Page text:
Adults who are not legally on a property do not have protection under California’s strict liability law. Children, however, do have the protection of the strict liability law, even when trespassing, because they are not held to the same legal standards as adults.
Dog bites occur far too frequently in El Centro and throughout Southern California. In one year, as many as 800,000 people nationwide suffer dog bite injuries severe enough to warrant medical treatment, according to the U.S. Centers for Disease Control and Prevention (CDC). In one 15-year period, in fact, dog bites caused 279 deaths across the country.
Never dismiss a dog bite as a minor injury! While a dog bite may result in nothing more than a fright, major injury and even death can result from a dog bite, particularly bites involving child victims.
Severe injuries resulting from dog bites commonly include:
Animal attacks can also cause serious secondary injuries, such as those suffered when a dog knocks someone down. Traumatic brain injury, which includes so-called minor concussions, can easily follow from a dog attack when the victim falls and takes a blow or jolt to the head.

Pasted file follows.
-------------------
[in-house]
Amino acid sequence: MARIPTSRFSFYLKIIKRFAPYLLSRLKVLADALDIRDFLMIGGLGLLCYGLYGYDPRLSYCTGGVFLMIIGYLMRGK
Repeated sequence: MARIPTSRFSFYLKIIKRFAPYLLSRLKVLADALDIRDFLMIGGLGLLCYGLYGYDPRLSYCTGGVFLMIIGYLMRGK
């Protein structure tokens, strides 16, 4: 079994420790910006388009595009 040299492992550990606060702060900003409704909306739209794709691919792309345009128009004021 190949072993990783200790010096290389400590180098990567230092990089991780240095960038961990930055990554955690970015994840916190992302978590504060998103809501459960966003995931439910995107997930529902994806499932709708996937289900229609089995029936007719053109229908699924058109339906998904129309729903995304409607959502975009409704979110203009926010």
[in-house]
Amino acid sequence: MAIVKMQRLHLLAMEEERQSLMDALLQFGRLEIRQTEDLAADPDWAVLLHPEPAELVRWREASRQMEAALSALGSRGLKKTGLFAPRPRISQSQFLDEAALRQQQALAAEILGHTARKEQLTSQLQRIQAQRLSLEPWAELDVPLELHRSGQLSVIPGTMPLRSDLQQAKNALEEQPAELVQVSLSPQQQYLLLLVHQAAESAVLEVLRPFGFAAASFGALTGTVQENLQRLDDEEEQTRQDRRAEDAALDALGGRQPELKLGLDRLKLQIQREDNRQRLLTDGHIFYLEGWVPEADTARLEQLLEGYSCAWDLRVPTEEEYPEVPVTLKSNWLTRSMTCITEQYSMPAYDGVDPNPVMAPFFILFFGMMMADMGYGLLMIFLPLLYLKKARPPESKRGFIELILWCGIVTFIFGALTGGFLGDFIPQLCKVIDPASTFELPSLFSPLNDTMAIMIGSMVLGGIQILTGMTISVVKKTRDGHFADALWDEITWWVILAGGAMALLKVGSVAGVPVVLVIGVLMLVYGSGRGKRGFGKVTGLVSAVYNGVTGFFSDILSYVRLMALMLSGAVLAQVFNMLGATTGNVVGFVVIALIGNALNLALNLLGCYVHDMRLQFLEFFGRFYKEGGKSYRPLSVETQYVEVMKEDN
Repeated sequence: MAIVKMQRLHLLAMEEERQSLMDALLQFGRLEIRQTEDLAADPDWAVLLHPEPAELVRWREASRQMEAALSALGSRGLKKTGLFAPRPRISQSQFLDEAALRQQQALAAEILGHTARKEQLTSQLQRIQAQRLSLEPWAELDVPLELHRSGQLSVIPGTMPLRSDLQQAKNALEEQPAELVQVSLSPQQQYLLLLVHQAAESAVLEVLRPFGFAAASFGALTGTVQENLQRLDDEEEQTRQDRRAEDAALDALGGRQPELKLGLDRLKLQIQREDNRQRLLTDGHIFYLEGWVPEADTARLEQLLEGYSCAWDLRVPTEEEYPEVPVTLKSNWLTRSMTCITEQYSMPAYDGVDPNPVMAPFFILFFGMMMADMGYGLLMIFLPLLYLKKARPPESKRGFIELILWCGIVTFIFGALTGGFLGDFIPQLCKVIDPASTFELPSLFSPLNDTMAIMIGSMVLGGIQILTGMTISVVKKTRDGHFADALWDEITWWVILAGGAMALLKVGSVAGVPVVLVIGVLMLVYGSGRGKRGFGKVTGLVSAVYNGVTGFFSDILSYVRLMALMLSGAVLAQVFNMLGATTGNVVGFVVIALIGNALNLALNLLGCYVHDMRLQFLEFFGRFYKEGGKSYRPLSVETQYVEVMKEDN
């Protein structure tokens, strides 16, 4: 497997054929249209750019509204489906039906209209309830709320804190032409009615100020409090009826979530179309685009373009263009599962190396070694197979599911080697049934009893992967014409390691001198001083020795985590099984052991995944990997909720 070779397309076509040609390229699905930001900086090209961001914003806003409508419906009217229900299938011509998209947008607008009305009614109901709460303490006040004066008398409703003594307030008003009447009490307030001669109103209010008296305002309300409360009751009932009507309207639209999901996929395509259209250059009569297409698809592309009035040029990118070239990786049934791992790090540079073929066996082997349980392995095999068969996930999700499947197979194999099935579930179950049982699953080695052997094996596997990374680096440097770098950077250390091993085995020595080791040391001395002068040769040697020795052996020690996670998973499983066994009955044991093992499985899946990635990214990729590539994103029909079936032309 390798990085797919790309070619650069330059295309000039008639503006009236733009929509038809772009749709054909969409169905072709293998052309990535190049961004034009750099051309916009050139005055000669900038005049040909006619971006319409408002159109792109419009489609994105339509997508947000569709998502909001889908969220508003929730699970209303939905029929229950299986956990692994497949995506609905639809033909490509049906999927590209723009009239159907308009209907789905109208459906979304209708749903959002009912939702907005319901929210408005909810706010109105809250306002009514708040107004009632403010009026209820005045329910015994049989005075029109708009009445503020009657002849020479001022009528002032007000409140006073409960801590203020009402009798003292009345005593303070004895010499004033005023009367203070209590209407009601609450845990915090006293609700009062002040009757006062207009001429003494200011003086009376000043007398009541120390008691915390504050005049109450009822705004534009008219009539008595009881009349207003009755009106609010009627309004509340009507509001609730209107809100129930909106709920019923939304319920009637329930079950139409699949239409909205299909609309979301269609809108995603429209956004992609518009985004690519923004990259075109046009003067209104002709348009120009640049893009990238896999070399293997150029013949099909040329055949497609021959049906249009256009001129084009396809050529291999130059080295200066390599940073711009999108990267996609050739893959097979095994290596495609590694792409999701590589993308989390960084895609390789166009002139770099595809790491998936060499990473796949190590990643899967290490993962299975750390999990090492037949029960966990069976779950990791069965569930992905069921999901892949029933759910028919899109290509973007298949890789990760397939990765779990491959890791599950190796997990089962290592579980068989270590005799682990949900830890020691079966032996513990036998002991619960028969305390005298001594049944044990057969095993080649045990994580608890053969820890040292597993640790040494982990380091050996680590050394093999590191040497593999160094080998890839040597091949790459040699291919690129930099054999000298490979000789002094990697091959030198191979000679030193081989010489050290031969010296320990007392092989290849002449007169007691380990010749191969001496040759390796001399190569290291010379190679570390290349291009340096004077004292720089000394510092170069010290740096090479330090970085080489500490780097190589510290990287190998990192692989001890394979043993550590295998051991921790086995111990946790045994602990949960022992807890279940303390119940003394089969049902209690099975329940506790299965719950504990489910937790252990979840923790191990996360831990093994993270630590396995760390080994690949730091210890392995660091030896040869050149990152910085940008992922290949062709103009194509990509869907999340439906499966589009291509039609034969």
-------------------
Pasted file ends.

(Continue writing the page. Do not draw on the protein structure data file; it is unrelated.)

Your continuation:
No matter how a dog’s actions injure an El Centro resident, worker, or visitor, Gomez Trial Attorneys has the skill and resources to obtain compensation the victim deserves.
Victims of a dog bite or attack deserve financial compensation under California law, and the team at Gomez Trial Attorneys has the experience and resources to help them get it.
The compensation dog attack victims might receive varies widely depending on the circumstances of the incident and the severity of the injuries, so we cannot promise any client will receive a specific type or amount of damages.
However, as a general matter, our clients in El Centro who have suffered a dog bite injury often have the right to receive payment for: